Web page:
We teamed up with Jason Lock Productions to create a film to capture the #DesignforMSK process. Watch to find out what went into creating our design prototypes.
‘After discussing the participants’ concerns with their existing products and problems that they faced repeatedly, I decided to focus on comfort and confidence. The obvious yet crucial problem that I was interested in resolving was the muscle tension and discomfort.
However, through the workshops and communicating with the participants, I also became aware that these illnesses can, in many cases, take over the patient’s life; having products with a very medical aesthetic can be very intrusive and affect the person’s social confidence.
This informed the style and detail within my designs. Most muscle supports on the market target one specific area only. I found this very surprising and through it would be very beneficial to have an overall neck, shoulder, lumbar and lower back support.
[For the finger and hand splints] my aim was to create a product that is aesthetically appealing, elegant and fashionable, yet providing the overall muscle support for the patients.
I wanted to create a product that will distract the patient from the illness, rather than the product being a constant reminder of the pain.’
These products were designed by Houda Kaddouh and are owned by Central Manchester University Hospitals NHS Foundation Trust. Any enquiries should be directed to Manchester Health Ventures.
‘I wanted to focus on simplicity and create practical designs that can be used in day-to-day life. My bag strap design allows users to wear any fashionable bag by providing additional shoulder support.
A small pocket allows users to add heat or ice packs when necessary to alleviate any shoulder pains they may have.
My modular pill boxes allow users to sort their medication for the week. Smaller boxes can be taken out and about when needed. The hook on the top means the small daily box can be hooked onto keys or a make up bag for convenience.’
These products were designed by Harriet Whittaker and are owned by Central Manchester University Hospitals NHS Foundation Trust. Any enquiries should be directed to Manchester Health Ventures.
‘It wasn’t too long ago that spectacles were considered a disability aid. Now, 70 years on, they are practically invisible because they’ve been allowed to shed the tinge of disability and be part of the larger discourse. So for my first project ‘invisible visible stick’, I redesigned the walking stick […] drawing inspiration from the ascent of spectacles as a fashion statement and indigenous craft culture.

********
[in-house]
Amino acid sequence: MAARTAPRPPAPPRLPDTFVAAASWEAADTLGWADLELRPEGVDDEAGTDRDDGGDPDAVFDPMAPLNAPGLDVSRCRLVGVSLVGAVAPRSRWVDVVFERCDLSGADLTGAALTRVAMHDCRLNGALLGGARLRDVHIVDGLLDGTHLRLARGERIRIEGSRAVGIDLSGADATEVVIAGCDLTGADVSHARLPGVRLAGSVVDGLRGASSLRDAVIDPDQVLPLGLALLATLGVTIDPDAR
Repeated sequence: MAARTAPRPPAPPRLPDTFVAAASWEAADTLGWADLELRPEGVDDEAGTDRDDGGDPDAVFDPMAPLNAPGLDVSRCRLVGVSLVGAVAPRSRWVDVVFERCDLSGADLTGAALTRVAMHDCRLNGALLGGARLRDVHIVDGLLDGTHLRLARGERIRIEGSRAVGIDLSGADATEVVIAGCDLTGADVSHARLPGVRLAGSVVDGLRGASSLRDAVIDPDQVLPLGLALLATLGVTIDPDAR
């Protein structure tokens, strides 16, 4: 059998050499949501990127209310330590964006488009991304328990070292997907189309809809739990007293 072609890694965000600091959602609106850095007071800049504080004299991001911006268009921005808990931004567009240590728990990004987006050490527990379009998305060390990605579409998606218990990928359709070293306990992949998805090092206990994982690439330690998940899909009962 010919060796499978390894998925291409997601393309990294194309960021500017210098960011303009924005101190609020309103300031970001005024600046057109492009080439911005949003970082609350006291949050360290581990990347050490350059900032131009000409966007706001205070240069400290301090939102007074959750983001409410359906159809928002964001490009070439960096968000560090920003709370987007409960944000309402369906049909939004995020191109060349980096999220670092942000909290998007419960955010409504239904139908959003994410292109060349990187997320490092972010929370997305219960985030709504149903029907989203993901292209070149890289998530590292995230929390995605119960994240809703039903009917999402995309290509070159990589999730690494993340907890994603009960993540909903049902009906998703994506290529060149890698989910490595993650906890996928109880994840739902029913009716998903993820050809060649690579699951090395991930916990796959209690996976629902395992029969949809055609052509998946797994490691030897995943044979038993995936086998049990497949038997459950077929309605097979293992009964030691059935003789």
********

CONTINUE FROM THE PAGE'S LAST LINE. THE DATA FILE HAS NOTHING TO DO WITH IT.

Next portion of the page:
Another point of tension for young people with musculoskeletal conditions is their inability to explain their experience or to negotiate their experience with their families and friends.
For my second project, I proposed a novel appendage – the use of an emoji that helps codify a simple means for young people to express how their day is going and for their inner circle to offer support.
I wanted to co-opt this as an opportunity to propose a visual code […] based on a popular account on the internet of a patient who used spoons on a table to explain to her friend how much energy it took for her to do something that others would take for granted.’
You can read Christine Miserandino’s Spoon Theory here.
These products were designed by Adnan Arif and are owned by Central Manchester University Hospitals NHS Foundation Trust. Any enquiries should be directed to Manchester Health Ventures.
‘My work explores a reinterpretation of the knee and wrist support in an attempt to show how much, I feel, has been missed with the clinical one-size-fits all approach.’
‘To give back some control and individualism, my second piece is an interchangeable seat and back support, with varying geometric shapes. Once assembled, the large necklace-like object can be rearranged and adjusted to get the desired level of support and comfort when sitting.’
These products were designed by Claire Davison and are owned by Central Manchester University Hospitals NHS Foundation Trust. Any enquiries should be directed to Manchester Health Ventures.
We were very pleased to welcome over 100 visitors to our exhibition at Manchester Art Gallery. Seeing the finished prototypes for the first time was brilliant and it was great to hear the conversations and discussions they prompted.
As well as the eight prototypes, the exhibition featured the work of three artists in response to living with an invisible condition.
Keep your eyes out for future posts where we will be putting the spotlight on each of our designers’ and artists’ work.
We are looking for more researchers to get involved in our final #DesignforMSK workshop on Saturday 8th October. The workshops are a great, informal environment to talk to young people about the issues they face due to their musculoskeletal conditions.
If you’d like to take part, please email firstname.lastname@example.org